Thursday, December 03, 2009

One eighteen

My dad could throw a knuckleball. Overhand, underhand. If you ever seen someone throw a knuckleball, ever seen one up close, floating by you when you've got a bat in your hand, it's pretty mesmerizing.

When he threw it, his eyes were huge - Mike Singletary-like, for those of you who know the reference. Being a perfectionist, Dad worked hard to conceal the pitch, to keep his motion consistent. But a knuckler looks like a knuckler coming off the pitcher's hand. And knowing the pitch is a knuckler won't help you hit it, anyway.

It made me realize - I think most of us realize - that Dad was letting us hit pitches. That if he wanted to, he could have dug out the huge sweeping curve too and kept us at bay for as long as he wanted.

He's not going to throw a knuckler anymore. It sucks. Kellen will never see it, and I guess it's to me to explain in reverence so he understands what an amazing, dominating athlete Bat was. Ridculously fast. Incredible hands. Mercury quick.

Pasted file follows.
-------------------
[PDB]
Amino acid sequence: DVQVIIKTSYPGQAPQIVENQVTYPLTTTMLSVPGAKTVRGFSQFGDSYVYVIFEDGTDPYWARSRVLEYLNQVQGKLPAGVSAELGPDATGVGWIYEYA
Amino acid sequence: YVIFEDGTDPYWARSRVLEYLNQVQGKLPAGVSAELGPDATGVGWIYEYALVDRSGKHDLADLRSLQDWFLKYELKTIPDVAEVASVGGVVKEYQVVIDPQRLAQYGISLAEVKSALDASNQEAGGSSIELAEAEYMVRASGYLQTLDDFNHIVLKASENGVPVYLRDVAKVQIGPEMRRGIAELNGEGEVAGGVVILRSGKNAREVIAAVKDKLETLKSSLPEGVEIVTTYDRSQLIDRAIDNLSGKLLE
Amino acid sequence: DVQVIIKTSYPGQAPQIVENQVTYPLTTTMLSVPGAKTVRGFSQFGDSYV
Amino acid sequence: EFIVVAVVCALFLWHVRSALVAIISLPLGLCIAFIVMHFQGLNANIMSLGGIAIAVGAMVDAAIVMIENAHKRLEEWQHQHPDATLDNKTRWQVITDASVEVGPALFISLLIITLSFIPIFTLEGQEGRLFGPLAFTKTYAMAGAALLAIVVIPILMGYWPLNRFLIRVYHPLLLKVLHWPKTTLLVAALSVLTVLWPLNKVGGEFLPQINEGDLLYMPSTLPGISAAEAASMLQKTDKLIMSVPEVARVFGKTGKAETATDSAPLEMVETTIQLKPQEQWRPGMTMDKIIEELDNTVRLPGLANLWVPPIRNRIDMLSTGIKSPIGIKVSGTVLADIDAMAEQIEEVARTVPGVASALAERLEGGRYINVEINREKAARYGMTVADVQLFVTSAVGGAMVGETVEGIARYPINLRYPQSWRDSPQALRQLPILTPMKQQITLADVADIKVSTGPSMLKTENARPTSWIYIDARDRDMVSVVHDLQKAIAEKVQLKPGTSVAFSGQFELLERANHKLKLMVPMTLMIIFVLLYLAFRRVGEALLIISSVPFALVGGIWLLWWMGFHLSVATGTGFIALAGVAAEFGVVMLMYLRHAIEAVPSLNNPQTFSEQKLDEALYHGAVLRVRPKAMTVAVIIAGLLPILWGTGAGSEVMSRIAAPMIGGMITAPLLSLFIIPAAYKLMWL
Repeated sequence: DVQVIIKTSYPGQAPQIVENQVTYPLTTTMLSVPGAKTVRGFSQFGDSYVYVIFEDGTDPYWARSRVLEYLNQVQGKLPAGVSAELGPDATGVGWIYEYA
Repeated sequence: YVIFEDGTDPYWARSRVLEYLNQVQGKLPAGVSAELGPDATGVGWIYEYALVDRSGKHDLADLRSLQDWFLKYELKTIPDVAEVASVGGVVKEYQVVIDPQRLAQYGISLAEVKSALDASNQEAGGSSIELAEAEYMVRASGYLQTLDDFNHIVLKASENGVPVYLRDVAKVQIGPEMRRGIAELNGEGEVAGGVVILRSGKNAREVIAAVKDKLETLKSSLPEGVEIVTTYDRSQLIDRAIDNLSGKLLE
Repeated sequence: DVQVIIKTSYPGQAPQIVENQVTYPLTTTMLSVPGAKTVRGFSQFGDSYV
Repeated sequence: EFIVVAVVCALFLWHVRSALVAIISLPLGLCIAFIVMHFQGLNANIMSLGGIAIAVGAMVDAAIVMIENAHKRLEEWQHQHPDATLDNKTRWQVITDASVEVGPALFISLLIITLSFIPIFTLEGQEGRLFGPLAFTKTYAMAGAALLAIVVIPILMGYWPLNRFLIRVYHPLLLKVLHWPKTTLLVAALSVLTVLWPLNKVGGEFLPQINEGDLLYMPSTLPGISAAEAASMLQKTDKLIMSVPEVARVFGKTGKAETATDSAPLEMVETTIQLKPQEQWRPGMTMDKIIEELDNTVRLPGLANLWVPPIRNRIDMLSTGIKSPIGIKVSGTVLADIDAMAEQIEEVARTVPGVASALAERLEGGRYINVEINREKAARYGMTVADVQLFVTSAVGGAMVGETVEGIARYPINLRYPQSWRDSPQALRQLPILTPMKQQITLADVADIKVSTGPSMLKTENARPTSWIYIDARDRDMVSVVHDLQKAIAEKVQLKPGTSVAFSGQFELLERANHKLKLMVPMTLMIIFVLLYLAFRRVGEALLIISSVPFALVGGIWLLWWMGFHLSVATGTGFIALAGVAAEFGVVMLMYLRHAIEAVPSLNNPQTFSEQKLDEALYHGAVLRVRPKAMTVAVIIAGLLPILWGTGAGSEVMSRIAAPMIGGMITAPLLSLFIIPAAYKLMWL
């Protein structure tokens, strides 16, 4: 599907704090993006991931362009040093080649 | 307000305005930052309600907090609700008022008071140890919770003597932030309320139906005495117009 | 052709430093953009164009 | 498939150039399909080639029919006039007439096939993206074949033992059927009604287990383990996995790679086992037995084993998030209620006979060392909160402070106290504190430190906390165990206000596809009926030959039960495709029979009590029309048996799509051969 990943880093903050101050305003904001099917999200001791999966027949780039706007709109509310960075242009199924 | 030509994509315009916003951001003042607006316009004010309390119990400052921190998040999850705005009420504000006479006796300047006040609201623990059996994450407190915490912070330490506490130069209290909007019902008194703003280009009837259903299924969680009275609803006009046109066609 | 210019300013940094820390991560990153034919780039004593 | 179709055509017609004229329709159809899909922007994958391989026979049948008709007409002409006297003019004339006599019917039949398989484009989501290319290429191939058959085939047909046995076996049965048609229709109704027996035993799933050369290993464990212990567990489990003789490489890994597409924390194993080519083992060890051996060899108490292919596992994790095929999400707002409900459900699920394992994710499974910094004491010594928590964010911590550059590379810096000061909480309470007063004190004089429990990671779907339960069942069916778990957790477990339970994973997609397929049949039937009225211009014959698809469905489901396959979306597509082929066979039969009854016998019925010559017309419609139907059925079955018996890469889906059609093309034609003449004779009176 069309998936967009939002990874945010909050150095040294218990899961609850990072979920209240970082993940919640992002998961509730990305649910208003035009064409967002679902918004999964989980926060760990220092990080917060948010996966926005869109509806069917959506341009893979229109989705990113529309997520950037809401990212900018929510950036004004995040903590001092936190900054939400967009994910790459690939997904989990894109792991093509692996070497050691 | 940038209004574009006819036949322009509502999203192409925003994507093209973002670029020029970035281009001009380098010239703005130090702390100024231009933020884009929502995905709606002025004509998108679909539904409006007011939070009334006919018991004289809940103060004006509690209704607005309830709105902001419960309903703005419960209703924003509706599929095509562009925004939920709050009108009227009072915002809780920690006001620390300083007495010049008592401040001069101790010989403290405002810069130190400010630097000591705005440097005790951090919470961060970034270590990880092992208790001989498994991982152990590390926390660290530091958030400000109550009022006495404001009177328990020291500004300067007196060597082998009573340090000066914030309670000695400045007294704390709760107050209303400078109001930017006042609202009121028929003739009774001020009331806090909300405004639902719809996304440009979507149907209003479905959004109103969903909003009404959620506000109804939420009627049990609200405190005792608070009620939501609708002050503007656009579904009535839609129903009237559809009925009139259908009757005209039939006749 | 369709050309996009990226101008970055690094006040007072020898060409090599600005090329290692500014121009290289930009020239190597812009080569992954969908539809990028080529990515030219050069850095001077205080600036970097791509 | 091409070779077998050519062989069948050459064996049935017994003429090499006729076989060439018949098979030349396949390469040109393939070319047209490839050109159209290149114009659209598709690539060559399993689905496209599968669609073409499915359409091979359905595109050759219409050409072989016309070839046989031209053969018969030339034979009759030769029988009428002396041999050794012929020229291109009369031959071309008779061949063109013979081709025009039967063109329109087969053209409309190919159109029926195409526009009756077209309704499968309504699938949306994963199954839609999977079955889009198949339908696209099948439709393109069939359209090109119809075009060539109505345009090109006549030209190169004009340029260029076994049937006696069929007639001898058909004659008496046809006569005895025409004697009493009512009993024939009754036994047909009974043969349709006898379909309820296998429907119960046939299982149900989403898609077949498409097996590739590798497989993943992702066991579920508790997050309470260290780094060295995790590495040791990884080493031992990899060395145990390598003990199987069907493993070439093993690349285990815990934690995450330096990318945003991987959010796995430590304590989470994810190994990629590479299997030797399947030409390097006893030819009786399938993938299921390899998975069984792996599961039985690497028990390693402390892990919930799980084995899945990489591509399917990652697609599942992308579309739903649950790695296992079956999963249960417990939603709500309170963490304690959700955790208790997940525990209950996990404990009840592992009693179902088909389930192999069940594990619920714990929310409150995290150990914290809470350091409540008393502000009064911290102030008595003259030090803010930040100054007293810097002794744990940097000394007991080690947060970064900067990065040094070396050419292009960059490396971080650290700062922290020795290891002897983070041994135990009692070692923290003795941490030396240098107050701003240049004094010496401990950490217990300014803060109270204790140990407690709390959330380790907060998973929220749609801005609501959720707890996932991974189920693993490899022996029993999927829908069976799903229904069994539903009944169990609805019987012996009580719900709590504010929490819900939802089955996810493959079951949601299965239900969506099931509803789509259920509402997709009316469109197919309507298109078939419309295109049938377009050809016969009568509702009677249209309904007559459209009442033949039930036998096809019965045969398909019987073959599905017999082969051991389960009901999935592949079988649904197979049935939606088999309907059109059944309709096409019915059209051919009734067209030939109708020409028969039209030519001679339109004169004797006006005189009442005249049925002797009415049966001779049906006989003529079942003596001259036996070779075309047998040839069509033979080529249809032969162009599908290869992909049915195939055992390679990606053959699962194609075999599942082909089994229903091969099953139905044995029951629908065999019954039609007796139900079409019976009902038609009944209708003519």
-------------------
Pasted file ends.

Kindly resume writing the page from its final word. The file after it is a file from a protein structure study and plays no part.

I sat across the table from Dad on Tuesday and told him that we all have to quit wishing. Wishing for the past, for the days of the knuckler, for a batch of waffles prepared while dad was whistling to the stero.

And we have to quit wishing for the future. Today is today and it's all we have. And today is the only place where God is waiting for us. For Bat, all 118 pounds of him.


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